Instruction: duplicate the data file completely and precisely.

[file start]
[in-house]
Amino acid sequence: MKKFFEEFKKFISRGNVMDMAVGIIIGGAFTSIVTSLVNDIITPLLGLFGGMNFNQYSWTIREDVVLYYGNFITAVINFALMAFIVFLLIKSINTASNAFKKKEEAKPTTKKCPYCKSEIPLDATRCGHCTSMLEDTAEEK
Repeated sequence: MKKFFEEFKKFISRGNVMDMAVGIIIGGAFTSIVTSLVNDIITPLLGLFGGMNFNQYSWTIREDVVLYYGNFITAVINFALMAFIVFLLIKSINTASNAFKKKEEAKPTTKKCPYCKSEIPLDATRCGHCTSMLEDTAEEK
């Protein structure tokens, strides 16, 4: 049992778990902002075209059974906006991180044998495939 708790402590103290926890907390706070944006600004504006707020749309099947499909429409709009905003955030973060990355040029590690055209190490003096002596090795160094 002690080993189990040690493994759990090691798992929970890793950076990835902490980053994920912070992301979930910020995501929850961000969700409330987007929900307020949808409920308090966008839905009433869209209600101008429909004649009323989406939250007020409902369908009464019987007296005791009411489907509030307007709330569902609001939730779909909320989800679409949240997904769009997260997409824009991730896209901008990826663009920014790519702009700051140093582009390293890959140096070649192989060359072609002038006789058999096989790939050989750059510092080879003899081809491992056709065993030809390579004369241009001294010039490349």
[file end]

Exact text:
[in-house]
Amino acid sequence: MKKFFEEFKKFISRGNVMDMAVGIIIGGAFTSIVTSLVNDIITPLLGLFGGMNFNQYSWTIREDVVLYYGNFITAVINFALMAFIVFLLIKSINTASNAFKKKEEAKPTTKKCPYCKSEIPLDATRCGHCTSMLEDTAEEK
Repeated sequence: MKKFFEEFKKFISRGNVMDMAVGIIIGGAFTSIVTSLVNDIITPLLGLFGGMNFNQYSWTIREDVVLYYGNFITAVINFALMAFIVFLLIKSINTASNAFKKKEEAKPTTKKCPYCKSEIPLDATRCGHCTSMLEDTAEEK
């Protein structure tokens, strides 16, 4: 049992778990902002075209059974906006991180044998495939 708790402590103290926890907390706070944006600004504006707020749309099947499909429409709009905003955030973060990355040029590690055209190490003096002596090795160094 002690080993189990040690493994759990090691798992929970890793950076990835902490980053994920912070992301979930910020995501929850961000969700409330987007929900307020949808409920308090966008839905009433869209209600101008429909004649009323989406939250007020409902369908009464019987007296005791009411489907509030307007709330569902609001939730779909909320989800679409949240997904769009997260997409824009991730896209901008990826663009920014790519702009700051140093582009390293890959140096070649192989060359072609002038006789058999096989790939050989750059510092080879003899081809491992056709065993030809390579004369241009001294010039490349």